Environmental Regulation, Compliance Strategies, and Productivity: Evidence from China

Mengdi Liu, Ron Shadbegian and Bing Zhang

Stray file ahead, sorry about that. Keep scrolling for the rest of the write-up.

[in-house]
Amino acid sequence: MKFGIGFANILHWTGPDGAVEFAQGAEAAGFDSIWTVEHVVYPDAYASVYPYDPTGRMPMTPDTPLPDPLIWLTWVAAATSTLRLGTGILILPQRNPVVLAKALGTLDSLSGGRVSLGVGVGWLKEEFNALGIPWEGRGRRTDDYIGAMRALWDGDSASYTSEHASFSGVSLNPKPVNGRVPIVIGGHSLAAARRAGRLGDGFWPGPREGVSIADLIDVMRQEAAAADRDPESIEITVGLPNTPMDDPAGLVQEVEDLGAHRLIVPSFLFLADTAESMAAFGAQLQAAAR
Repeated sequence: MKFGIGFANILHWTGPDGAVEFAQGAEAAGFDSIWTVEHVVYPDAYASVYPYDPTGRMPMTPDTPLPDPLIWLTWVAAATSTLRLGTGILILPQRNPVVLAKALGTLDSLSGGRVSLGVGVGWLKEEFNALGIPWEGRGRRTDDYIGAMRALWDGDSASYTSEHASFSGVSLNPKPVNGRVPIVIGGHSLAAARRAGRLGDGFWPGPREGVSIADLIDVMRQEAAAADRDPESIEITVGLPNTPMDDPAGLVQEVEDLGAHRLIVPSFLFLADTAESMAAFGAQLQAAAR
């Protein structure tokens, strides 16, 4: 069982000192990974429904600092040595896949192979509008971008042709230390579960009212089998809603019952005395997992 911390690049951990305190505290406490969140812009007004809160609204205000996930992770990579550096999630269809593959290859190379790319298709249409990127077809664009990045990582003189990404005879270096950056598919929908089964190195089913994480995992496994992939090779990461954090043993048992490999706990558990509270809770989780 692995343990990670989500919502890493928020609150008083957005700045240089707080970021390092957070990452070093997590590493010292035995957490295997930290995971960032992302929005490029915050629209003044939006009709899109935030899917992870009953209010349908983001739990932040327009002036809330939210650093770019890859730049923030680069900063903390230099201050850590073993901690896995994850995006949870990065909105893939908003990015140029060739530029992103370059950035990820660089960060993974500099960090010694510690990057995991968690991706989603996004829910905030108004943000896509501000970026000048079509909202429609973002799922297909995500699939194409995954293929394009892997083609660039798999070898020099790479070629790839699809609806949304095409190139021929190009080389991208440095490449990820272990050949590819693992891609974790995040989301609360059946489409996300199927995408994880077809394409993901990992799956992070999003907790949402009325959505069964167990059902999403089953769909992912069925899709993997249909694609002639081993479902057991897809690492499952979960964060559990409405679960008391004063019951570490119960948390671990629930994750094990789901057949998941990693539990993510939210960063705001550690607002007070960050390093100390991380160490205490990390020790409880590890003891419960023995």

The strong version of the Porter hypothesis indicates that environmental regulations may cause firms to become more productive. However, using a difference-in-differences regression model with propensity score matching, we find that more stringent wastewater discharge requirements faced by textile, printing, and dyeing firms significantly reduced their total factor productivity (TFP) by 13%-14%. We advance the literature by providing evidence that more stringent regulation has a larger negative TFP effect on firms that rely more heavily on end-of-pipe abatement strategies rather than change-in-production-process techniques. Moreover, most of the negative TFP effects of the stricter environmental regulation occur at domestically owned private firms


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